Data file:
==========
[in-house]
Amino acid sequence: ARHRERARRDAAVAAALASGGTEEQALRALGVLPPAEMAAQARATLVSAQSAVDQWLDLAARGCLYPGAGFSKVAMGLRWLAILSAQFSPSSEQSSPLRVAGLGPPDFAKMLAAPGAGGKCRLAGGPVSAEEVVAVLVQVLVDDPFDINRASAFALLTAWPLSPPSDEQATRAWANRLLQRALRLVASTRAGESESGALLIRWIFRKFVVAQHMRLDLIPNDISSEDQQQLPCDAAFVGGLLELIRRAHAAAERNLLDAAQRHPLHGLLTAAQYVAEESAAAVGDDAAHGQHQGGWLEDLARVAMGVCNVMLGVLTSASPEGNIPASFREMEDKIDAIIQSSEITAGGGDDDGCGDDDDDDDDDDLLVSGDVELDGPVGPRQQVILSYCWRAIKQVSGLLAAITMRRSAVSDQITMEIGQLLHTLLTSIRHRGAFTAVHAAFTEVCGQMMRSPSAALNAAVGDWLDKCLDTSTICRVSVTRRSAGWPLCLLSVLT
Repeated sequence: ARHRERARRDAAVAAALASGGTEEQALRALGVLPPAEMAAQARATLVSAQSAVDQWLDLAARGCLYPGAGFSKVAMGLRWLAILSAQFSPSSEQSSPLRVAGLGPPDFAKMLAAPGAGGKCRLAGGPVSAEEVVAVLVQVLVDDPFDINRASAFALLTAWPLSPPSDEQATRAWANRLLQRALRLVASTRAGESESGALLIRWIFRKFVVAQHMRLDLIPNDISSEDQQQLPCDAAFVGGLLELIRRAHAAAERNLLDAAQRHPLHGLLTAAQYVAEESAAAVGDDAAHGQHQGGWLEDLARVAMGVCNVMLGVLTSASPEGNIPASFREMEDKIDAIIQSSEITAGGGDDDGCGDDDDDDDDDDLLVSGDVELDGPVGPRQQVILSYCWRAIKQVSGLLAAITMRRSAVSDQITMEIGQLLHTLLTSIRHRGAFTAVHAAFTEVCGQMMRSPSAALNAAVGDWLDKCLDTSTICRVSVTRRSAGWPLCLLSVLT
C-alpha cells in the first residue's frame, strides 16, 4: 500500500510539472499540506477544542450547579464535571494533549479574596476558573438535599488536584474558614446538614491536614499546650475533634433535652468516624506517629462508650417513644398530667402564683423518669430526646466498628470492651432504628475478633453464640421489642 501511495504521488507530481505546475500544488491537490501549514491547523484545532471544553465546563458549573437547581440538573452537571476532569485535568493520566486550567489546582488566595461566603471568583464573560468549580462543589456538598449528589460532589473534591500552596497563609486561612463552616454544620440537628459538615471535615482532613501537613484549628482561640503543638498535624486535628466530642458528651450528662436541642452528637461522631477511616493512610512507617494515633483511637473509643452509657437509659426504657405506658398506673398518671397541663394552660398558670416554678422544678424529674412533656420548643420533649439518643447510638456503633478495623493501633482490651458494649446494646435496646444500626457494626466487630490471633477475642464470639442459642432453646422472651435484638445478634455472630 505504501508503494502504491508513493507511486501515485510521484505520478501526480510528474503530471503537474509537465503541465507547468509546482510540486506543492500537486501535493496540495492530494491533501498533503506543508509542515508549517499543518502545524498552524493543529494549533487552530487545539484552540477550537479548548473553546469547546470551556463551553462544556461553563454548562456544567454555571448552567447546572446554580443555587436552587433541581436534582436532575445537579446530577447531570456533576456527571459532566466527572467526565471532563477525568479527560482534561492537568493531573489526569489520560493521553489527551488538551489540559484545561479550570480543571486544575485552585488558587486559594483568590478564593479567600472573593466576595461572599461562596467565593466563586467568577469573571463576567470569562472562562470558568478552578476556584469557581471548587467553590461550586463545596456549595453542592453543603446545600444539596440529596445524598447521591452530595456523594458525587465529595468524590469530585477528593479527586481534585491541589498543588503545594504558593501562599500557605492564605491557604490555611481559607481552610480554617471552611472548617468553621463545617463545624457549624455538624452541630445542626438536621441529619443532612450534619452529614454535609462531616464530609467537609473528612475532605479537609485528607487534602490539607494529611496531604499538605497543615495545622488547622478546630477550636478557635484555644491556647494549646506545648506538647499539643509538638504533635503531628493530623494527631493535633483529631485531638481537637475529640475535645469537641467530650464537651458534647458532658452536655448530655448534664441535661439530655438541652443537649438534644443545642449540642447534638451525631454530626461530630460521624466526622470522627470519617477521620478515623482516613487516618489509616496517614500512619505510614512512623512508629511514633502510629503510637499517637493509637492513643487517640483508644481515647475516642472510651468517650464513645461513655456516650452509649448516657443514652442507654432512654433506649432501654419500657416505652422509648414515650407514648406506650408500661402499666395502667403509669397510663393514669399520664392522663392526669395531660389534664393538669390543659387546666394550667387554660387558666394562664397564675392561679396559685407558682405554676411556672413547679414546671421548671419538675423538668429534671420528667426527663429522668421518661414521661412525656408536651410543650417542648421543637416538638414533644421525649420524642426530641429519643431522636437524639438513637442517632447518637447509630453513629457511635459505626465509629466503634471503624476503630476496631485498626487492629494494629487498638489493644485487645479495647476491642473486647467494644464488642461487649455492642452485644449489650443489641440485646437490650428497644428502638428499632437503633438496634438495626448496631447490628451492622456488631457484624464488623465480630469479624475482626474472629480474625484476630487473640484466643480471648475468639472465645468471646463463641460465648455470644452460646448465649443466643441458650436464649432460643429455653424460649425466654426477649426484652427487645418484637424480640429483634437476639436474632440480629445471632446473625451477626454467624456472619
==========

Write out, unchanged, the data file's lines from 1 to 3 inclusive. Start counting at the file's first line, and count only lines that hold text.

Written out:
[in-house]
Amino acid sequence: ARHRERARRDAAVAAALASGGTEEQALRALGVLPPAEMAAQARATLVSAQSAVDQWLDLAARGCLYPGAGFSKVAMGLRWLAILSAQFSPSSEQSSPLRVAGLGPPDFAKMLAAPGAGGKCRLAGGPVSAEEVVAVLVQVLVDDPFDINRASAFALLTAWPLSPPSDEQATRAWANRLLQRALRLVASTRAGESESGALLIRWIFRKFVVAQHMRLDLIPNDISSEDQQQLPCDAAFVGGLLELIRRAHAAAERNLLDAAQRHPLHGLLTAAQYVAEESAAAVGDDAAHGQHQGGWLEDLARVAMGVCNVMLGVLTSASPEGNIPASFREMEDKIDAIIQSSEITAGGGDDDGCGDDDDDDDDDDLLVSGDVELDGPVGPRQQVILSYCWRAIKQVSGLLAAITMRRSAVSDQITMEIGQLLHTLLTSIRHRGAFTAVHAAFTEVCGQMMRSPSAALNAAVGDWLDKCLDTSTICRVSVTRRSAGWPLCLLSVLT
Repeated sequence: ARHRERARRDAAVAAALASGGTEEQALRALGVLPPAEMAAQARATLVSAQSAVDQWLDLAARGCLYPGAGFSKVAMGLRWLAILSAQFSPSSEQSSPLRVAGLGPPDFAKMLAAPGAGGKCRLAGGPVSAEEVVAVLVQVLVDDPFDINRASAFALLTAWPLSPPSDEQATRAWANRLLQRALRLVASTRAGESESGALLIRWIFRKFVVAQHMRLDLIPNDISSEDQQQLPCDAAFVGGLLELIRRAHAAAERNLLDAAQRHPLHGLLTAAQYVAEESAAAVGDDAAHGQHQGGWLEDLARVAMGVCNVMLGVLTSASPEGNIPASFREMEDKIDAIIQSSEITAGGGDDDGCGDDDDDDDDDDLLVSGDVELDGPVGPRQQVILSYCWRAIKQVSGLLAAITMRRSAVSDQITMEIGQLLHTLLTSIRHRGAFTAVHAAFTEVCGQMMRSPSAALNAAVGDWLDKCLDTSTICRVSVTRRSAGWPLCLLSVLT